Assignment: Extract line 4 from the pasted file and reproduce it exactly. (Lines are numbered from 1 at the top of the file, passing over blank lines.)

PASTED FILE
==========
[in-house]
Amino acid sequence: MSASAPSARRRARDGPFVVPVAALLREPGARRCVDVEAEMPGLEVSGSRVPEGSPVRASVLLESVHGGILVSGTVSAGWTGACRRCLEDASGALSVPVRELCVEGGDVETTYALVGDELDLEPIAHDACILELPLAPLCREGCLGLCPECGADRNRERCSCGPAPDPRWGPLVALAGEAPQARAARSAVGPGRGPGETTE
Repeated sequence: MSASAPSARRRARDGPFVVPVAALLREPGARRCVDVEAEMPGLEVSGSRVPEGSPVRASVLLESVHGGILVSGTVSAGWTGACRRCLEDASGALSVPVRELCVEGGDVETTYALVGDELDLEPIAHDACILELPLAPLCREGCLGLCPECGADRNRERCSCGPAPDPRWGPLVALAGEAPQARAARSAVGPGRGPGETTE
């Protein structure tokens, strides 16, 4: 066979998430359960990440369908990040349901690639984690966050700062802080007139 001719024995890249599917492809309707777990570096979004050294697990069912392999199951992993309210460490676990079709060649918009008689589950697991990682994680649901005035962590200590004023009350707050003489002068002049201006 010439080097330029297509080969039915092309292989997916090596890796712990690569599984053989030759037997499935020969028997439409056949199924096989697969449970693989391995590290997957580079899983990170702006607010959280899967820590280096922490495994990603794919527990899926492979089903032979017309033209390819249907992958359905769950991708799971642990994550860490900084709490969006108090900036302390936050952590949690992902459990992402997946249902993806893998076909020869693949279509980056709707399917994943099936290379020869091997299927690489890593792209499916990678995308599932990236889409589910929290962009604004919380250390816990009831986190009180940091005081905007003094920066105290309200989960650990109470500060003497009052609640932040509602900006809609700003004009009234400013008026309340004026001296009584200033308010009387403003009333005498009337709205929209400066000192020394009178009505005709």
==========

């Protein structure tokens, strides 16, 4: 066979998430359960990440369908990040349901690639984690966050700062802080007139 001719024995890249599917492809309707777990570096979004050294697990069912392999199951992993309210460490676990079709060649918009008689589950697991990682994680649901005035962590200590004023009350707050003489002068002049201006 010439080097330029297509080969039915092309292989997916090596890796712990690569599984053989030759037997499935020969028997439409056949199924096989697969449970693989391995590290997957580079899983990170702006607010959280899967820590280096922490495994990603794919527990899926492979089903032979017309033209390819249907992958359905769950991708799971642990994550860490900084709490969006108090900036302390936050952590949690992902459990992402997946249902993806893998076909020869693949279509980056709707399917994943099936290379020869091997299927690489890593792209499916990678995308599932990236889409589910929290962009604004919380250390816990009831986190009180940091005081905007003094920066105290309200989960650990109470500060003497009052609640932040509602900006809609700003004009009234400013008026309340004026001296009584200033308010009387403003009333005498009337709205929209400066000192020394009178009505005709």